I graduated with a PhD in Statistics from the University of Michigan. Currently, I'm working as a freelance statistical consultant. I love exploring ways to use data to help improve the world. Below is a brief summary of my interests and work. See my CV for more details.
As technology develops, new types of data can be collected at a much higher frequency. Additionally, these new technologies provide a new platform for intervention delivery. My research interests involve developing experimental designs and statistical methodology for understanding these new data and new forms of intervention.
I'm currently involved in two projects. In one project, we are designing novel experiments and corresponding statistical methods to improve the mental health of medical interns using mobile technologies, such as fitbits and phones. This work is in collaboration with Srijan Sen, the Intern Health Study, and Zhenke Wu.
In a second project, we are experimenting and performing analyses to evaluate interventions aimed at improving learner engagement in a Massively Open Online Course. This work is in collaboration with Chris Brooks.
I also worked in collaboration with the D3 Lab on dynamic treatment regimes, sequential multiple assignment randomized trials (SMARTs), just-in-time adaptive interventions (JITAIs), and micro-randomized trials (MRTs). I worked with Daniel Almirall to develop estimation methodology and sample size formulae for clustered SMARTs.
T. NeCamp, S. Sen, E. Ionides, A. Tewari, Y. Fang, M. Walton, E. Frank, Z. Wu. (2020) Assessing real-time moderation for developing adaptive mobile health interventions for medical interns: Micro-randomized trial. Journal of Medical Internet Research. 22(3):e15033. DOI: 10.2196/15033. Link to Paper
T. NeCamp, J. Gardner, C. Brooks. (2019) Beyond A/B Testing: Sequential Randomization for Developing Interventions in Scaled Digital Learning Environments. 9th International Conference on Learning Analytics and Knowledge (LAK19). March, 2019. Tempe, AZ. doi: 10.1145/3303772.3303812. Link to Paper
Presented at the Conference on Digital Experimentation (CODE) at MIT. (2018) Sequential Randomization to Develop Personalized and Optimized Interventions in Massively Open Online Courses: A Case Study Notes from CODE talk | Slides from CODE talk
T. NeCamp, A. Kilbourne, D. Almirall. (2017) Comparing cluster-level dynamic treatment regimens using sequential, multiple assignment, randomized trials: Regression estimation and sample size considerations. Statistical Methods in Medical Research. doi: 10.1177/0962280217708654. Link to Paper | Link to Code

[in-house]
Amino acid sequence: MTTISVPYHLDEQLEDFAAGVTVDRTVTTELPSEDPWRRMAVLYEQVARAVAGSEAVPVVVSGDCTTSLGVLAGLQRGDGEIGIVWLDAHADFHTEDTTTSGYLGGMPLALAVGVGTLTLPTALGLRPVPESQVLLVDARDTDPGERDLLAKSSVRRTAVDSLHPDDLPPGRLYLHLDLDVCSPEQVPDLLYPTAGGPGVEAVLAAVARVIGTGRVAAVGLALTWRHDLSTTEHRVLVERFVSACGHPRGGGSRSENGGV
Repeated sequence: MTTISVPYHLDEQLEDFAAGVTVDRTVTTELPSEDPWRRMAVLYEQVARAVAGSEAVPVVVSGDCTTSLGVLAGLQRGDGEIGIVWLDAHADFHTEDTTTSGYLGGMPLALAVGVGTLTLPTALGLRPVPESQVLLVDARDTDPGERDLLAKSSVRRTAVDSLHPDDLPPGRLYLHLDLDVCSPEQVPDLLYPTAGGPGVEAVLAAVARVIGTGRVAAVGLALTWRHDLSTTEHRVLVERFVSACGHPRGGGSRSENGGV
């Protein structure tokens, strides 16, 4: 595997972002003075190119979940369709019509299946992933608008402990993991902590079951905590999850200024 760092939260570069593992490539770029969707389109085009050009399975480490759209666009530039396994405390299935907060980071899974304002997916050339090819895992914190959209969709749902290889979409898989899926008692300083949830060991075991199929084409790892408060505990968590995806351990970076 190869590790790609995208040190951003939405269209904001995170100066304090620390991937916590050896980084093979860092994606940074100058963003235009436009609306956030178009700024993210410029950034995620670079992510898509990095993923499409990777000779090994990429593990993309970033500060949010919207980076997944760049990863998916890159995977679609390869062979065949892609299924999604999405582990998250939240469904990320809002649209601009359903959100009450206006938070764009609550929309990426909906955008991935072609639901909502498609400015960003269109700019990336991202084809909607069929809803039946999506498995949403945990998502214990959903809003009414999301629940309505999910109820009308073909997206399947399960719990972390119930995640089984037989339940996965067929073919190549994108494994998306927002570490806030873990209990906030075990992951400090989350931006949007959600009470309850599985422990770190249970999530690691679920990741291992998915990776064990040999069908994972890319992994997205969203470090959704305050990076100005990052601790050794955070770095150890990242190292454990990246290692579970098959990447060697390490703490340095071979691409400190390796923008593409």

Wolfe, A. D., T. NeCamp, S. Fassnacht, P. Blischak, and L. Kubatko. (2016), Population genetics of Penstemon albomarginatus (Plantaginaceae), a rare Mojave Desert species of conservation concern. Conservation Genetics. 17: 1245. doi:10.1007/s10592-016-0857-y Link
Wolfe, A. D., A. McMullen-Sibul, V. J. Tepedino, L. Kubatko, T. NeCamp , and S. Fassnacht. (2014), Conservation genetics and breeding system of Penstemon debilis (Plantaginaceae), a rare beardtongue endemic to oil shale talus in western Colorado, USA. Journal of Systematics and Evolution, 52: 598-611. doi: 10.1111/jse.12100. Link
I have worked extensively during my PhD to find opportunities to use data and my skill set to positively impact society. As a member and president of STATCOM at the University of Michigan, I have been fortunate enough to work on several projects which use data and statistics to benefit community partners.
See a recent news article I wrote (with Evan Reynolds) about these experiences. STATCOM: Revitalization of Statistical Community Service at Universities
I am extremely passionate about social justice and enacting social change. I continually seek opportunities to volunteer my time to make the world a more equal place.
tnecamp [arroba] umich [punto] edu